I always felt as if I never controlled my own life, not that I was one of those kids crying saying my parents won’t let me go out, but maybe a higher power held my life captive, throwing me into uncontrollable fits of sadness, loneliness, and isolation. I searched for years looking for the cure for my secret illness, rubber band snapping, scab picking, and crying. Giving me control, even only for that moment, I decided how hard to snap, how long to let it bleed, and where my tears would fall. I needed to always be happy, smiling and joking, or suffer the agony of the questions. “What’s wrong with you?”, “You ok?”, yet thoughtful sentiments pulled at my deepest fears, that one day I would mistakenly answer truthfully, instead of my usual “Oh I’m just tired”. Showing the “real me” to the world and if I didn’t really want to be around the “real me” then what would make them want to stay? I thought maybe my act would protect all involved saving me from the embarrassment of showing the world how scared and insecure I truly was and letting me carry the weight of my pain solely on my shoulders, sparing the ones I loved from the agony I experienced in my mind.
“Where did that come from?” my mother asks me as she searches my skin with her eyes to find any sigh of redness. Wanting an explanation I watch her hands slowly clench and her teeth grind, tears building in her eyes in anticipation, as I look down and softly explain that it was a scratch from the dog. One after another I sit and explain the inner workings of my world with cutting, as my friends and family stare back at me, their eyes blank and mouths open. I answer questions like didn’t it hurt and fend off the normal criticism like its stupid to hurt yourself. Instead of the time practicing make believe stories about how I received a certain cut, I now spend that time rehearsing my speech, I started when I was 15…you don’t do it to hurt yourself, you do it to release stress and sadness and gain control over a world that you feel is out of control. Hurting the people I cared about stung more than the blade ever did. The looks from family and friends are slowly turning from fear and sadness over the truth to inquisitive looks, wanting to know more. I know still when I say it was just a scratch from the dog the, “Oh ok” and glances towards each other question its true origin. Even though the stings from those glances hurt worse than the blades on my skin, I can’t promise given the change I would take the cutting back.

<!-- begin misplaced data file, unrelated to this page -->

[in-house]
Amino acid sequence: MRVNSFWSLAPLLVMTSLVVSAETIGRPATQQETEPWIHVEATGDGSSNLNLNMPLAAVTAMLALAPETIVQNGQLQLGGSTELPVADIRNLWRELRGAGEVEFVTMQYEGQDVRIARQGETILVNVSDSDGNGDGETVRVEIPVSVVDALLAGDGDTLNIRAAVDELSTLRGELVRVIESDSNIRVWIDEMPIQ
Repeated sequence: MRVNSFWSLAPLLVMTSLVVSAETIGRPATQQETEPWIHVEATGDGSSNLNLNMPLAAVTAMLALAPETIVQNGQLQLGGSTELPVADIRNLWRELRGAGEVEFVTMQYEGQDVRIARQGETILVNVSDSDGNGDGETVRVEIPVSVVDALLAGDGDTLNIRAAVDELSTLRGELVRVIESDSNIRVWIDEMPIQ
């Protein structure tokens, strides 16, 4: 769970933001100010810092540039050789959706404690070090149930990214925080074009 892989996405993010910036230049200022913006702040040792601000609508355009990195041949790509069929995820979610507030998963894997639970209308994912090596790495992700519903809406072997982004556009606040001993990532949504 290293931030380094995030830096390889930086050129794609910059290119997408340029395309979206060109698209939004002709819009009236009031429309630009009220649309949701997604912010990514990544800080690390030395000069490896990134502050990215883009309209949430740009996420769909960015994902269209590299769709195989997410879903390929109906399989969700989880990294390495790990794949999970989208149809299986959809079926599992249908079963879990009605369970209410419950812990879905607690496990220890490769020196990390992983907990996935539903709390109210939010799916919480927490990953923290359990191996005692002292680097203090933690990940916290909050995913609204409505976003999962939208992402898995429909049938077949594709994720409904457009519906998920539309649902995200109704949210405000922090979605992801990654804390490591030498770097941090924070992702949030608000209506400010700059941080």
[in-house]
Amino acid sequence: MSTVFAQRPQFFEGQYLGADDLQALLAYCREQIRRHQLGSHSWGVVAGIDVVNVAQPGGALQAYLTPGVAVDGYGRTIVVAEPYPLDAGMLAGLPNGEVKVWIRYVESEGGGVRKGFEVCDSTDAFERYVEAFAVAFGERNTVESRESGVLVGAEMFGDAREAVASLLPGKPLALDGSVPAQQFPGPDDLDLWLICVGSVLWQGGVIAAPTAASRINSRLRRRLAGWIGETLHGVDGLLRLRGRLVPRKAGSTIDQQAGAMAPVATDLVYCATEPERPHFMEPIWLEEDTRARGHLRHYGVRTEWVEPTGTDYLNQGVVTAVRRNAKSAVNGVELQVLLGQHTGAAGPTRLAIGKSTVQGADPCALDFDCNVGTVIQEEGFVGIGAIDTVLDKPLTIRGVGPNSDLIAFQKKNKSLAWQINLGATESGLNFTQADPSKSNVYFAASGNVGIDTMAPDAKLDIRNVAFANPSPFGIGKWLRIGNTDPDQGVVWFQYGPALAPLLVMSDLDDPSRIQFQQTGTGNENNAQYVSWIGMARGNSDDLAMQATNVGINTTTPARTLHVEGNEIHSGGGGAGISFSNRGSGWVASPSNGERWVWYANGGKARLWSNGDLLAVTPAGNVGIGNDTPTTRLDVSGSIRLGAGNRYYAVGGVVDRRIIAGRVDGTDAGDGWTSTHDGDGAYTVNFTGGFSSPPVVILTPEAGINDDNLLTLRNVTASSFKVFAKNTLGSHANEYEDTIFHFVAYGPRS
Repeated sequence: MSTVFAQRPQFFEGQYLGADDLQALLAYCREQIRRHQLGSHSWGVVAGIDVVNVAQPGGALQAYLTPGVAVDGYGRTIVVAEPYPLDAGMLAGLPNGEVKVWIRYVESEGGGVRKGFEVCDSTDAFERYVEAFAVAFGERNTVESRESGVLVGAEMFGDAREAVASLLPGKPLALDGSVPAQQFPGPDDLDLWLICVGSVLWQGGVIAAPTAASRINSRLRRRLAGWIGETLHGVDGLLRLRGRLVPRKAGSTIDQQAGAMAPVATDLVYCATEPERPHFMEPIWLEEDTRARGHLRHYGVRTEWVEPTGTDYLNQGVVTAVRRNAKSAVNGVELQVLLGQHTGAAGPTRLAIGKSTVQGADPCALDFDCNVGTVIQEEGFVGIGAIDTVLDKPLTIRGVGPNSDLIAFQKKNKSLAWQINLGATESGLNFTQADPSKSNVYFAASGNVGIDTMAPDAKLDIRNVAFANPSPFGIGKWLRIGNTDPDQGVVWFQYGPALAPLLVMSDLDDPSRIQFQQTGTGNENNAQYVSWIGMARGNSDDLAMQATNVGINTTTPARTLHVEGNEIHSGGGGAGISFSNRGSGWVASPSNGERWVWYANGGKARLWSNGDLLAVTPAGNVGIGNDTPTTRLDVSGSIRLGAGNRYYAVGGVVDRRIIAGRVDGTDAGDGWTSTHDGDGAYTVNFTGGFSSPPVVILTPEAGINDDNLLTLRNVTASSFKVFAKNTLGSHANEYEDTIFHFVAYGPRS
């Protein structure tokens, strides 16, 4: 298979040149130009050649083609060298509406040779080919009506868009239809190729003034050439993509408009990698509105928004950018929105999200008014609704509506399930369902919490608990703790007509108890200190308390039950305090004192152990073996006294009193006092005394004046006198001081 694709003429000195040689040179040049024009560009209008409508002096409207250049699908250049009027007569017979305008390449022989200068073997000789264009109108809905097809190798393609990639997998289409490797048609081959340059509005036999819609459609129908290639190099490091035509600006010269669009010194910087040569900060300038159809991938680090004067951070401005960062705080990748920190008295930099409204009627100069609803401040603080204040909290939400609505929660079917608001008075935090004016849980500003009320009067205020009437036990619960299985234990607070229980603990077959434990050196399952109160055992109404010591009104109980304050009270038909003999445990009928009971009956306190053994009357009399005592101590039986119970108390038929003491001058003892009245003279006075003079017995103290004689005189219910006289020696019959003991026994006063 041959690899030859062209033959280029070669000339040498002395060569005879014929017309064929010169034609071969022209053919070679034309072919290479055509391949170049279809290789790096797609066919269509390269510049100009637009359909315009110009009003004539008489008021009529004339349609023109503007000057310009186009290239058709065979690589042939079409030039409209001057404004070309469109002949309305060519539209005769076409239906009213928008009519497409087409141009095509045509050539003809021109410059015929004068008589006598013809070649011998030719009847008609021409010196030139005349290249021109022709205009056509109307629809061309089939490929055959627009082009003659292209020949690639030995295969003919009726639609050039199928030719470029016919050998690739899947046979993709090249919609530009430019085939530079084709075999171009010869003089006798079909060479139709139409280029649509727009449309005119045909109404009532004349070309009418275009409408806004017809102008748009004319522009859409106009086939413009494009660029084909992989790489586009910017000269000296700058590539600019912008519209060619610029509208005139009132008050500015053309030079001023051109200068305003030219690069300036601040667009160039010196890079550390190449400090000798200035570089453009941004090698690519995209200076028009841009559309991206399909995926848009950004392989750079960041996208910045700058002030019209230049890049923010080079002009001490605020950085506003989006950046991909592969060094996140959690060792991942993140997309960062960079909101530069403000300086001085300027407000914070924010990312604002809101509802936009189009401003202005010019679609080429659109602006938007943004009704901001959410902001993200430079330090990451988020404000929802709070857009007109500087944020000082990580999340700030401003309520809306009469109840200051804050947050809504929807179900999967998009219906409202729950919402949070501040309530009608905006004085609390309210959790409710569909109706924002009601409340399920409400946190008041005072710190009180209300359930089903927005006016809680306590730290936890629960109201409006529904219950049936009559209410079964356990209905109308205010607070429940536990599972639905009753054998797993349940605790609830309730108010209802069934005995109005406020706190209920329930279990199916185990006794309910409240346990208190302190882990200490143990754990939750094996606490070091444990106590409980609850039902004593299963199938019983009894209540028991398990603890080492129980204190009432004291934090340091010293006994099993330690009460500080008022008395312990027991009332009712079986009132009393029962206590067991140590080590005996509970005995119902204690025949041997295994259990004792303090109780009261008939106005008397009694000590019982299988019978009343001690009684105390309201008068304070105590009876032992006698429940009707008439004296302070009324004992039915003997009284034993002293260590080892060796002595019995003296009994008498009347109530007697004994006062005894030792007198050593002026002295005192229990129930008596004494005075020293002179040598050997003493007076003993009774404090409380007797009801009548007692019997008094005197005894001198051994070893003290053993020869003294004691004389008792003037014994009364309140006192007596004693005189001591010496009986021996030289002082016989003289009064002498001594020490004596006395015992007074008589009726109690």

I tried many times to throw my pink handled scissors away but as I watch them lay in the bottom of the trash-can with the rest of the things that didn’t have any meaning, I realized they didn’t belong there. I could see the past years laying in the trash and all the things I have learned thrown away for good. As my skin thickened with red scares my mind grew thicker, able to live and control my life without the need to abuse my body and my mind.
© Nicole Kafka